A good quarterback and financial planner pay attention to the details, they hold those around them accountable, communicate effectively with everyone involved, and make the right adjustments on the fly. They keep their cool when the pressure is on, like when the defensive end is barreling down on the QB or when the stock market is in a freefall. 

Just like winning Super Bowls is the primary goal for every team in the game of football, retiring successfully is the ultimate goal for many clients. Who better to help you get there than a financial planner? There is no doubt certain quarterbacks are better than others, the same can be said about the financial planning profession. 

Click here to learn about the quantifiable ways a financial planner can increase your net worth.

Running Back (RB)

Equivalent to dividend-paying stocks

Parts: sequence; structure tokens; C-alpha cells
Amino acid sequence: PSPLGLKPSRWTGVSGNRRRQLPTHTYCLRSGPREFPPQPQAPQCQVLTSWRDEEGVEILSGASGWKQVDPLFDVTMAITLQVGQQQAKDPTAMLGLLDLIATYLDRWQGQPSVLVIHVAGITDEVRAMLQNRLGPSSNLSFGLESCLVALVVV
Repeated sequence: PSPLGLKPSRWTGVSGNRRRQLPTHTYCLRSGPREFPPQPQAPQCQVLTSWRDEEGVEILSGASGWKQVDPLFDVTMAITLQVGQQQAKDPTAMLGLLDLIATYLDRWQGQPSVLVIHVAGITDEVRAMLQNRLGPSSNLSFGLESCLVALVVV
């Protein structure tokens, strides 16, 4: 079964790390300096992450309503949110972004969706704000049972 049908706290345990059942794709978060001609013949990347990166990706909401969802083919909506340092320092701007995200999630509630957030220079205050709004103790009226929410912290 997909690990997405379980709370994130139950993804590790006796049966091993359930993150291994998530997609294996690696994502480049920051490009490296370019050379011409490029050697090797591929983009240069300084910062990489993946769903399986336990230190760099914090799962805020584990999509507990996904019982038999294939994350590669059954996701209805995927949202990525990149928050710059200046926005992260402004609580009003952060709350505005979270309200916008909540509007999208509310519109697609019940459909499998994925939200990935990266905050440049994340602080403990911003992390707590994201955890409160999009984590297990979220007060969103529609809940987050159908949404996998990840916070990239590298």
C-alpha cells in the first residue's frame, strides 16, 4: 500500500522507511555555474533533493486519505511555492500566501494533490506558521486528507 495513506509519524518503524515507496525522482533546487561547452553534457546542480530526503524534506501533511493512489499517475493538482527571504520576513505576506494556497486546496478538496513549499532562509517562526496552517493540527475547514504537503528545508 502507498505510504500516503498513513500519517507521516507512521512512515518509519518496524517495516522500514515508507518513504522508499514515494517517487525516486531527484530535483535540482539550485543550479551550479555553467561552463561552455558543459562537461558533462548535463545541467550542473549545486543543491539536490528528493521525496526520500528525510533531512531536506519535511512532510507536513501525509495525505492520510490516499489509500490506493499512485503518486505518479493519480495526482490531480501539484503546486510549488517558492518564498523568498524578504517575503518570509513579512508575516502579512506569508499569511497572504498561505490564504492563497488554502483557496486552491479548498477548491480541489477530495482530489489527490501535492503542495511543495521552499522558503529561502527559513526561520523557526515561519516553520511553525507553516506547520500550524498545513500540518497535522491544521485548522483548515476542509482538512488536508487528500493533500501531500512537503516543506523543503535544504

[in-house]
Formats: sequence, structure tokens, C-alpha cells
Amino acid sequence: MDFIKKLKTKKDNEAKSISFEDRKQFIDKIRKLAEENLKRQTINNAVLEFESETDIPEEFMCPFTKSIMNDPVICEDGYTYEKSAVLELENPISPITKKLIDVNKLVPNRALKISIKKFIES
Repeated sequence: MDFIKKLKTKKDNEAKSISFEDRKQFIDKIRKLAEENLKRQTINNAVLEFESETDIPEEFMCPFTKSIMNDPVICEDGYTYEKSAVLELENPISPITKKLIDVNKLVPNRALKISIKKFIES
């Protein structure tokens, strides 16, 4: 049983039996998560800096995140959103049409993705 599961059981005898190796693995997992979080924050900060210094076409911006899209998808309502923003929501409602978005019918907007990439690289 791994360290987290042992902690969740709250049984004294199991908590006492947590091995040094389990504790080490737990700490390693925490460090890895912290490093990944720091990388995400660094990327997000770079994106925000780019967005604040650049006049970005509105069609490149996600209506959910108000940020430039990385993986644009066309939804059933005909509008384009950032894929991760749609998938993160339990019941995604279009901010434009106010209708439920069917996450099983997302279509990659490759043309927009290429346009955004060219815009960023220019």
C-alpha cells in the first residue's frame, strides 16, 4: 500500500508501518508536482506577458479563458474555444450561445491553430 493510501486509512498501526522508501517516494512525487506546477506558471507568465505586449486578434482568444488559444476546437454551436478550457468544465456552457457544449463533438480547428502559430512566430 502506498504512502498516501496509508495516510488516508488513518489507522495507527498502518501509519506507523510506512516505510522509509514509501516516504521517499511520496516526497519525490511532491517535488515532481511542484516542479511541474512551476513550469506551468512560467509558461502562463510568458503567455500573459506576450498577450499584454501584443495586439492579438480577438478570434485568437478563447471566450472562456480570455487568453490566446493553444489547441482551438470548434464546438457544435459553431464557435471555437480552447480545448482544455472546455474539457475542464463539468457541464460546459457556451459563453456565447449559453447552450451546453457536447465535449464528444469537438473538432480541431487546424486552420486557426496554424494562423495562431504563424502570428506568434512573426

Dividend-paying stocks often fall into the "value" category of investing. Similarly, several great running backs have been drafted in the late rounds. For example, 2017 offensive rookie of the year (ROY), Alvin Kamara, was drafted in the 3rd round, which is a great value. Similarly, dividend-paying stocks like Johnson and Johnson (JNJ) and McDonald's (MCD) can often be picked up at relative discounts whenever the markets are in a broader selloff. Why? Because these are companies that consistently generate profits for their shareholders and macro events don't necessarily reflect the company's intrinsic value.